2021 Bordeaux Blend

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Rocktop

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First of I want to express my gratitude for all the help and advice I have received from this group. I have been ramping up my learning and wine making efforts for the past couple of years. I really ramped up my game this year with some new kit. New crusher destemmer, hydraulic bladder press, all-in-one pump, SC-300 and many other various gadgets that really help. All of thee purchases were guided by past threads and or advice from this site.

I wanted to make another Bordeaux blend this year, but this year I was going to barrel age. I wanted to learn from the mistakes of last year and this year make a big, bold, fruit forward blend that was light on bitter tannins. Blend was going to be a field blend of roughly 70% Cab and 30% merlot, but my first 3 gallons of top up wine would be my petit verdot from last year.

Started with hand picking my fruit. I feared picking 1000lbs would take longer but it wasn't too bad. Next year's purchase ... a macro bin.

2021 Grapes.jpg


Crushing went well, the new crusher/destemmer was a champ and made quick work of my grapes.
So2 , Llalyzyme EX-V , and Nobelese added and then cold soaked for about a day. Was planning on longer but work schedule had me heat up the garage and must sooner and get fermenting with Bravo. Given my sulphur issues last year I wanted to remove all potential issues. Bravo worked just as advertised and no sulphur odours whatsoever and a quick clean ferment. I co-innoculated with CH-16 one day after ferment. Ps thank you again @NorCal for the fermentation planning spreadsheet.
Ferment.jpg
Slowly brought up the heat and capped out about 74 degrees before slowly bringing it back down. In all a fairly cool ferment and I thought it would have taken longer but 7 days to go from an average of 24.6 brix to 1 brix.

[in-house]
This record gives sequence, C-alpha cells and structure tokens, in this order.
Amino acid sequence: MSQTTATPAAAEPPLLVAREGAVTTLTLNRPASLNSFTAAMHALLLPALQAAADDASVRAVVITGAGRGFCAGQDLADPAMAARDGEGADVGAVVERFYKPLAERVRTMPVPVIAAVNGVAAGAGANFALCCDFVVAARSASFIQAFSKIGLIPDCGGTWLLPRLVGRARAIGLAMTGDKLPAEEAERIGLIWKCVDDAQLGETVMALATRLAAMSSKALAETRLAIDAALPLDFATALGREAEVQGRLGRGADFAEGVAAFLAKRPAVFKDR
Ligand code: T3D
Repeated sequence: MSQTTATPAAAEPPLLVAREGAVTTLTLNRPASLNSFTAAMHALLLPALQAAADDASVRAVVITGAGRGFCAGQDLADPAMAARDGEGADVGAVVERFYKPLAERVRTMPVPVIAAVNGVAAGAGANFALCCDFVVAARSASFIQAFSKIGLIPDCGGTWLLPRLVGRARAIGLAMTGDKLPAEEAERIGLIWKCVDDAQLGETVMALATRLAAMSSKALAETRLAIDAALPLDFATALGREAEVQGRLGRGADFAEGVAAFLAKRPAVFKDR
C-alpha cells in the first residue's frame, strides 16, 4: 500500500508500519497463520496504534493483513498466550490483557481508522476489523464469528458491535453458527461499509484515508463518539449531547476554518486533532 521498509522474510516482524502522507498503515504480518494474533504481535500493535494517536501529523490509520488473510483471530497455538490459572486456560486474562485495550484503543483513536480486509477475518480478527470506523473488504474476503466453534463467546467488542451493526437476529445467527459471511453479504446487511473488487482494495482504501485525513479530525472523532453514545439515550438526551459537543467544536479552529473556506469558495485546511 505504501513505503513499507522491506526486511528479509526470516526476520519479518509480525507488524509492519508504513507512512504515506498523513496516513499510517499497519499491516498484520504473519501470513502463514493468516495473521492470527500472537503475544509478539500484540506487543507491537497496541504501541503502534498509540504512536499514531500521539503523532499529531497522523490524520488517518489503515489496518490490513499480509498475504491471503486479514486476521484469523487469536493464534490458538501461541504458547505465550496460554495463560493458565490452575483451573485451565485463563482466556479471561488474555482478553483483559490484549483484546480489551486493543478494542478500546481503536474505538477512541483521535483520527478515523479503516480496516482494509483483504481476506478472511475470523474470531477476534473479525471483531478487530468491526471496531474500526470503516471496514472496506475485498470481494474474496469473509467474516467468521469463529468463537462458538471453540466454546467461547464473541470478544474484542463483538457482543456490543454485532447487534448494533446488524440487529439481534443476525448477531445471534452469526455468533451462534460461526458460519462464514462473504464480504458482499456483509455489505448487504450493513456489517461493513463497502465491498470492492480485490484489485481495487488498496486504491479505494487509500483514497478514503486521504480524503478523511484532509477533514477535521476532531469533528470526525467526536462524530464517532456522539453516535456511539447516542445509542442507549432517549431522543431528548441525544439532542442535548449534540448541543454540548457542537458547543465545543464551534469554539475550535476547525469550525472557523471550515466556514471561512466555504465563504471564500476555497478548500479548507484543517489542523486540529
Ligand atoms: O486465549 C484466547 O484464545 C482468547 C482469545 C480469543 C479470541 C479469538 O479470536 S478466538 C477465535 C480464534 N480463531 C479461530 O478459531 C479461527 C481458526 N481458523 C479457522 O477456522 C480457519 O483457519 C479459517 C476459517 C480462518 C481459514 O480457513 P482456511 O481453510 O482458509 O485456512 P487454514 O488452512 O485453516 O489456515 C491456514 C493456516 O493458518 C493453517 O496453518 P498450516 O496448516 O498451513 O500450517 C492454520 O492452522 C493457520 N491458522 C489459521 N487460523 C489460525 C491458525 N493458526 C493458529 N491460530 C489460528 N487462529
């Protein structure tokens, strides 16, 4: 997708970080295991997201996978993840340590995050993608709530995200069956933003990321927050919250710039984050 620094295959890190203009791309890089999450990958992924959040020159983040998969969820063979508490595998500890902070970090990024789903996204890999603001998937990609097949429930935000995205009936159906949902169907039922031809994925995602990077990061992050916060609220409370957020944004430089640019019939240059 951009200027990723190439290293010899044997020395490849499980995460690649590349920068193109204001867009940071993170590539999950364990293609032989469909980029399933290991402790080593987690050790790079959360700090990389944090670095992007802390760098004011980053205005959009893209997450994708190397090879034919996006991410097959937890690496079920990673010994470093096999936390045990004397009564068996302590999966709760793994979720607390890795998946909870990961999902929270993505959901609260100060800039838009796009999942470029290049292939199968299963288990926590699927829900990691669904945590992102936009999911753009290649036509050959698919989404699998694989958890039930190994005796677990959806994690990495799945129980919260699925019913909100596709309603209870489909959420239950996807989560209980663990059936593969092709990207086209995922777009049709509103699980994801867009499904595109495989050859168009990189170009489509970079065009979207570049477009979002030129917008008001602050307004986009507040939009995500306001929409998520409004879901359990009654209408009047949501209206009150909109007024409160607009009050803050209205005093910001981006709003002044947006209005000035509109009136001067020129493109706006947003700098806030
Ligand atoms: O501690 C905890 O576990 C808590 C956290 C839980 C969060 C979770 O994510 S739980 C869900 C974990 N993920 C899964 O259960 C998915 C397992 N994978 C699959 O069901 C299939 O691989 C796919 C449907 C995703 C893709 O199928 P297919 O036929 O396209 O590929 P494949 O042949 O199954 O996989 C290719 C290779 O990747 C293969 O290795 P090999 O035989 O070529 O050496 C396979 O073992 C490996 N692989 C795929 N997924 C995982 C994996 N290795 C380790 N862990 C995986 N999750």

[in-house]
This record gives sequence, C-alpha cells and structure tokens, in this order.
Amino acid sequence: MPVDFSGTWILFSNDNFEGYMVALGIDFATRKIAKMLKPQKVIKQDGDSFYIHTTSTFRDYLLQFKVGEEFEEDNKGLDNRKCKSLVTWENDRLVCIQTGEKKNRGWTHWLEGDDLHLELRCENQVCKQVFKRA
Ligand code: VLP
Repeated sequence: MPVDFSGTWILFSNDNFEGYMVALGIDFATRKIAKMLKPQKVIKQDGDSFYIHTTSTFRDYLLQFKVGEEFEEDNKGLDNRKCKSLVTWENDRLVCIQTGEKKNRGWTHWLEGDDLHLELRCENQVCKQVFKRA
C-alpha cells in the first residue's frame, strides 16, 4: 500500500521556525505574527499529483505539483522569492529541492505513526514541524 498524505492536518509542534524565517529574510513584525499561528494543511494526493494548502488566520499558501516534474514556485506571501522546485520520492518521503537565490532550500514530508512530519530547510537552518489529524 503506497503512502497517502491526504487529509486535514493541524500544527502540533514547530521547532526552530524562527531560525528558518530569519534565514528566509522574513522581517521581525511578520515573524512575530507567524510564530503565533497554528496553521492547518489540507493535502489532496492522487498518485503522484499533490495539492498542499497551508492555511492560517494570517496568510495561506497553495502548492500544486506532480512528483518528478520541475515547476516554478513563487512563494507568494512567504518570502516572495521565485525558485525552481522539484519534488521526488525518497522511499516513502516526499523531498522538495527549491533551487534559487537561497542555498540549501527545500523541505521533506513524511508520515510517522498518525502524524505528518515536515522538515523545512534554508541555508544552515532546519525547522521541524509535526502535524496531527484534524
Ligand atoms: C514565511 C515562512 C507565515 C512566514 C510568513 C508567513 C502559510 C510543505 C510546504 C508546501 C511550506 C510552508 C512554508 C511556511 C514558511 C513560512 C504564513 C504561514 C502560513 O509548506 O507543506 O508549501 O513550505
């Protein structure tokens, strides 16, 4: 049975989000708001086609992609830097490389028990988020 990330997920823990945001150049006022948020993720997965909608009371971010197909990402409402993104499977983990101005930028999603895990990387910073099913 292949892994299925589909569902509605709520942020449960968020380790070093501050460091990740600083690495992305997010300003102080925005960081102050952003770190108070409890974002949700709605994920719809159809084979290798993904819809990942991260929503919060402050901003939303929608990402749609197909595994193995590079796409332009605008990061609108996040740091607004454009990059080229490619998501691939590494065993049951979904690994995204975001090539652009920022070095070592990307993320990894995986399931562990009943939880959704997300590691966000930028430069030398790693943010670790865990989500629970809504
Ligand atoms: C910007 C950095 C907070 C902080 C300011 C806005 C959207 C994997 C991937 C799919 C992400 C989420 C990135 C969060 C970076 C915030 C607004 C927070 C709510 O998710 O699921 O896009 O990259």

Using some of my new gadgets I was able to syphon off the majority of free run juice. I had cored a hole through the wall between my garage and the basement where my wine room was so I could rack straight into the basement with no lugging buckets. The All-in-one wine pump got the siphon started and connected to 18' of 1/2" siphon hose, a racking cane, a plastic well screen and the mesh from all-in-one made quick work of the free run with zero plugging or grape skins. Doing it this way, I was able to leave the the heavy load of lees and seeds undisturbed at the bottom of the brutes. So much better than past years.
Racking.JPG
The hydraulic bladder press worked great and I gave all the batches a light press of 1 bar.
On another thread I was worried about vessel to hold the wine in for the day or so while I waited for the gross lees to settle. I was given the confidence by @NorCal to use some of my open top fermenters so I did, but covered in cling wrap which I think it worked great.
IMG_0432.JPG

All the while this was going on, I had added 6-8 gallons of hot water to my barrel. I was worried I left this too late, but after a few rotations, it sealed up quick and I have great suction on the bung. To support the barrel, inspired by @crushday , I made a slick cart this summer and that has made moving and manipulating the barrel so much easier.
Barrel.JPG barrel head.JPG

Tomorrow I rack into the barrel and by the weekend start my baseline testing for MLF.
While waiting for the press today, I thought about how much easier and better my wine making was this year. This is due to all the advice and tips I had read or received.


Ps, the wine tastes great so far, I'm very excited. Thank you all.

RT
 
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crushday

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@Rocktop Amazing progression of winemaking techniques. My experience on this site is very similar to yours. Without the wisdom and experience of many here I'd be wearing out the card reader at Total Wine five miles from my house, lol...